How well do you REALLY function?


Soldiering ON with less
than Optimal Functioning™
when we could REALLY have a much easier time of it

© Madelyn Griffith-Haynie, CTP, CMC, ACT, MCC, SCAC
part of the Executive Functioning Series
May is Mental Health Awareness Month!

Do you suffer from boiling frog syndrome?

You’ve probably already heard the story about cooking frogs by putting them in cold or tepid water, then slowly bringing it to a boil — even though they would have jumped out immediately if they were suddenly thrust into hot water.

Other versions of the story assert that, as long as the temperature increases slowly, the frog is able to adjust its body temperature to remain comfortable — until it ultimately becomes too weak to jump out before it’s cooked.

Just a myth, but apt

According to an interesting article on Wikipedia, neither version is true, but the analogy is perfect: as things slowly but steadily worsen, most of us adjust and accommodate, even when we could find ourselves in much better situations if we’d only react more quickly and reach out for help.

  • In my 25+ year coaching career, only a rare few individuals ever reached out for help or brain-based information until they were practically desperate, and almost all had been leading what I call “limp-along lives” for years.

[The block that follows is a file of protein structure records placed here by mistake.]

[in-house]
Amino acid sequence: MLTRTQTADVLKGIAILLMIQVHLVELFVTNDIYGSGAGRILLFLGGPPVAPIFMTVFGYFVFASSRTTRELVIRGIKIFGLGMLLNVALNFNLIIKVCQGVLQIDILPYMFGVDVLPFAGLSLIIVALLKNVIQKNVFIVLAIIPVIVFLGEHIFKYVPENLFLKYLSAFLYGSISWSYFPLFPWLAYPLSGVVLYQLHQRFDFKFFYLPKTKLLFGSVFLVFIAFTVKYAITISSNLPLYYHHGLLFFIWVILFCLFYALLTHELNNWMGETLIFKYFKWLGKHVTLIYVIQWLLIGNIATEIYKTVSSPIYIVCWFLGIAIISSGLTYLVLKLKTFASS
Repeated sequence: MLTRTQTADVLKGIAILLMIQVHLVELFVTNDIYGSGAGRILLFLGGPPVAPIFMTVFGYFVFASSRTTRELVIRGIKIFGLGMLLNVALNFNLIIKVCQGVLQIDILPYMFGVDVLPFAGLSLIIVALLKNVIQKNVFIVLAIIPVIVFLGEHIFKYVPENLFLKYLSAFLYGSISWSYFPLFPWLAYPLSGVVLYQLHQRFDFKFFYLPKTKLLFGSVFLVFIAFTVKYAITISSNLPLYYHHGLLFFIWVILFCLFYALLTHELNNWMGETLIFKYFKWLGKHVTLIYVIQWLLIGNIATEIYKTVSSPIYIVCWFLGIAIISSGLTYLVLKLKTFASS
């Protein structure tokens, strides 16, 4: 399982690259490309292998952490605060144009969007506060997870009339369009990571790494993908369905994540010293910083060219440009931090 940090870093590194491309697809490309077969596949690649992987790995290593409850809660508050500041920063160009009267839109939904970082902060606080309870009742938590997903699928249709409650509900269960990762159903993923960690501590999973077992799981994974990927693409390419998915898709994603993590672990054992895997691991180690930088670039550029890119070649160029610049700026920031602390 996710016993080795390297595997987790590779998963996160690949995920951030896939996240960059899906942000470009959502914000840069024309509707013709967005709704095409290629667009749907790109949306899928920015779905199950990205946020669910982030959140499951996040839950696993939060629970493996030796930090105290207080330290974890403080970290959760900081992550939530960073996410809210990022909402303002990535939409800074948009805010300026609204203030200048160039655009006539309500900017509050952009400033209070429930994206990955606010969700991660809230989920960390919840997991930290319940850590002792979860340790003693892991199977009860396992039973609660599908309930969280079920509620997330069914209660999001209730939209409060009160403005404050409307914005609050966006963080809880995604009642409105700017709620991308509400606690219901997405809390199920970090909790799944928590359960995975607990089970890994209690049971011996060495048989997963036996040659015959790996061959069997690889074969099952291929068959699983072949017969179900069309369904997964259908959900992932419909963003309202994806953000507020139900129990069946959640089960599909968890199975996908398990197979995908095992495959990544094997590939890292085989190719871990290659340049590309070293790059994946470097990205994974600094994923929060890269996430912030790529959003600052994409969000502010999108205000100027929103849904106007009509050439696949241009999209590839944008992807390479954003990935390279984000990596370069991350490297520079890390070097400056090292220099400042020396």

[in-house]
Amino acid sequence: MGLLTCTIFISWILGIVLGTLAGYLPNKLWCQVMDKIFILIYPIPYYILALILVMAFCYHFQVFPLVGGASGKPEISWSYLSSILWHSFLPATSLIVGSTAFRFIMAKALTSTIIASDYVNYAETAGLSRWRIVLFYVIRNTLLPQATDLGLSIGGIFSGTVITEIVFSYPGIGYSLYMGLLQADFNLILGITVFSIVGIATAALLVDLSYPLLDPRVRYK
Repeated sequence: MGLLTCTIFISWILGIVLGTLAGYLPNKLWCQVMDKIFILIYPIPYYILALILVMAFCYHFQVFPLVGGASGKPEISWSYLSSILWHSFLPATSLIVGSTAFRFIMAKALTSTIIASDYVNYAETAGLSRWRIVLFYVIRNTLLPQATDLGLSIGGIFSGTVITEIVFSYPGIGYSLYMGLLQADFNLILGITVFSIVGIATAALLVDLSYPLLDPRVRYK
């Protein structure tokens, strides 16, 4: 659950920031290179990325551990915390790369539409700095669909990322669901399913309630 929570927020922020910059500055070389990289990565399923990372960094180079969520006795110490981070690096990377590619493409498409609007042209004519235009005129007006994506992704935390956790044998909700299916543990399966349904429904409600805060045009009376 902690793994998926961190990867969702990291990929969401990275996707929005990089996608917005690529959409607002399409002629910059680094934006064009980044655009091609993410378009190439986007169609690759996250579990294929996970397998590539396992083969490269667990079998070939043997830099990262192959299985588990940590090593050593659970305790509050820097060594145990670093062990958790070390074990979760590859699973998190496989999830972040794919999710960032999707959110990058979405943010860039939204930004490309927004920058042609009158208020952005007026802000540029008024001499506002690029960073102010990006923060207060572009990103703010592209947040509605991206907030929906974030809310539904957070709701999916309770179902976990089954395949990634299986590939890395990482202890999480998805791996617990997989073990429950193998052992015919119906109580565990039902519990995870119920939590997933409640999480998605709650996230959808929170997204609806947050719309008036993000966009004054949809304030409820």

• More than a few had been taking pricey vacations or eating lunches in restaurants to get away from the stress of the work environment, or indulging in daily caffeine fixes at several dollars a pop, still convinced that they couldn’t afford coaching fees — until they felt they “had no choice.”

For YEARS it only made sense in the context of Boiling Frog Syndrome.

Even if they were cracker-jack “over-achievers” when they were younger, they contributed their functional and cognitive slow-down to aging
. . .  or the demands of parenthood
. . . or the increasing complexities of modern life
. . . or the rise of social media expectations

. . . or anything other than being flat-out worn down by repeated, unrecognized struggles with Executive Functioning they never understood how to overcome.

So What Goes Wrong?

It’s mentally and physically exhausting to continue to swim upstream.

  • As long as you are swimming with the current you get carried downstream with much less thrashing about on your part.
  • Not only that, when you’re swimming upstream, if you stop stroking for even a minute, your life goes backwards.  Nobody can keep up that kind of effort.
  • Before you realize it you are swimming alone, unhappy that life is so much work, but not really expecting it to be easier because you’ve always had to “work twice as hard for half as much” — or so it seems to you in your most private of thoughts.
  • You begin to believe that everybody struggles in the same fashion, but suspect that the others are somehow better able to cope than you are.

But it doesn’t have to be that way

It recently occurred to me that many people don’t reach out for help, perhaps, because they have forgotten (or have never really known) what effective focus and follow-through look like.

They’re falling victim to “that happens to everybody”
or “this is the best I can expect from myself” thinking
to explain and attempt to accept their various challenges.

Things can get WORSE as time goes by . . .

because each new skill must build on the ones before it.

If you never learned to add or subtract, multiplication and division would remain a mystery.

If you never really mastered basic arithmetic, how could anyone expect you to do well as you moved through school?